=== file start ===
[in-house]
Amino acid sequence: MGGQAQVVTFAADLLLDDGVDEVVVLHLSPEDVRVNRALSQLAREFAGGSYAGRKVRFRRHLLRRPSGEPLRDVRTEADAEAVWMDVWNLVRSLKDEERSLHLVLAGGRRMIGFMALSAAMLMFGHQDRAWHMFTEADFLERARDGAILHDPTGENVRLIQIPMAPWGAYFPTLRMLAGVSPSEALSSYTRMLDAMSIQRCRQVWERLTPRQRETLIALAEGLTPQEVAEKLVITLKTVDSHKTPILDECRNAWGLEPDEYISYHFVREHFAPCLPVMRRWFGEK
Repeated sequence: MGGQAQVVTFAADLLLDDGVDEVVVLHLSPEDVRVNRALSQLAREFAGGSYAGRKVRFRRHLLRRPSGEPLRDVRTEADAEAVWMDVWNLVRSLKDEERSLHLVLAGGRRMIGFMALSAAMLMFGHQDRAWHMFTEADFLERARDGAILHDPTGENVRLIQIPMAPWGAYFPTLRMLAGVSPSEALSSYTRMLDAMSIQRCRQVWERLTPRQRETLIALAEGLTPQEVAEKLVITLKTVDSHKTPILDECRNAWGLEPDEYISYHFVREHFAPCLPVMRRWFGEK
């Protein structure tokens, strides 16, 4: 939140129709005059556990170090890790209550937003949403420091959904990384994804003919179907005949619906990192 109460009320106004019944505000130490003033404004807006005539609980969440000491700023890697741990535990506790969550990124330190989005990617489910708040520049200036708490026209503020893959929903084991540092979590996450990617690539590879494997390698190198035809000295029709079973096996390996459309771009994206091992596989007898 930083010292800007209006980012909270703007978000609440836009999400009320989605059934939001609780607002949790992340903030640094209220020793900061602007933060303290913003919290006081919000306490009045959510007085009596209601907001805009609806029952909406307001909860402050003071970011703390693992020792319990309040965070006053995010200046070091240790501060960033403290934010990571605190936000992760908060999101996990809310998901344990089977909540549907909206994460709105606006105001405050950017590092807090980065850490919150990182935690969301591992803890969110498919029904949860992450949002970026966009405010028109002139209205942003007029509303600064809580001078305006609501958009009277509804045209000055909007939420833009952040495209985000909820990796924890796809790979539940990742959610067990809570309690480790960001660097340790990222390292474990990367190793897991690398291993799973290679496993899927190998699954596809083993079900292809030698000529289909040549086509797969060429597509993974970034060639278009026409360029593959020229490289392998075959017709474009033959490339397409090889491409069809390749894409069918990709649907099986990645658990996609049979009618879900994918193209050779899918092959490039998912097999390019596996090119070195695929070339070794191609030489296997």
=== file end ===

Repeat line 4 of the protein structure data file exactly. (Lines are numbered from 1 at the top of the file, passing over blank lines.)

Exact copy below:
């Protein structure tokens, strides 16, 4: 939140129709005059556990170090890790209550937003949403420091959904990384994804003919179907005949619906990192 109460009320106004019944505000130490003033404004807006005539609980969440000491700023890697741990535990506790969550990124330190989005990617489910708040520049200036708490026209503020893959929903084991540092979590996450990617690539590879494997390698190198035809000295029709079973096996390996459309771009994206091992596989007898 930083010292800007209006980012909270703007978000609440836009999400009320989605059934939001609780607002949790992340903030640094209220020793900061602007933060303290913003919290006081919000306490009045959510007085009596209601907001805009609806029952909406307001909860402050003071970011703390693992020792319990309040965070006053995010200046070091240790501060960033403290934010990571605190936000992760908060999101996990809310998901344990089977909540549907909206994460709105606006105001405050950017590092807090980065850490919150990182935690969301591992803890969110498919029904949860992450949002970026966009405010028109002139209205942003007029509303600064809580001078305006609501958009009277509804045209000055909007939420833009952040495209985000909820990796924890796809790979539940990742959610067990809570309690480790960001660097340790990222390292474990990367190793897991690398291993799973290679496993899927190998699954596809083993079900292809030698000529289909040549086509797969060429597509993974970034060639278009026409360029593959020229490289392998075959017709474009033959490339397409090889491409069809390749894409069918990709649907099986990645658990996609049979009618879900994918193209050779899918092959490039998912097999390019596996090119070195695929070339070794191609030489296997």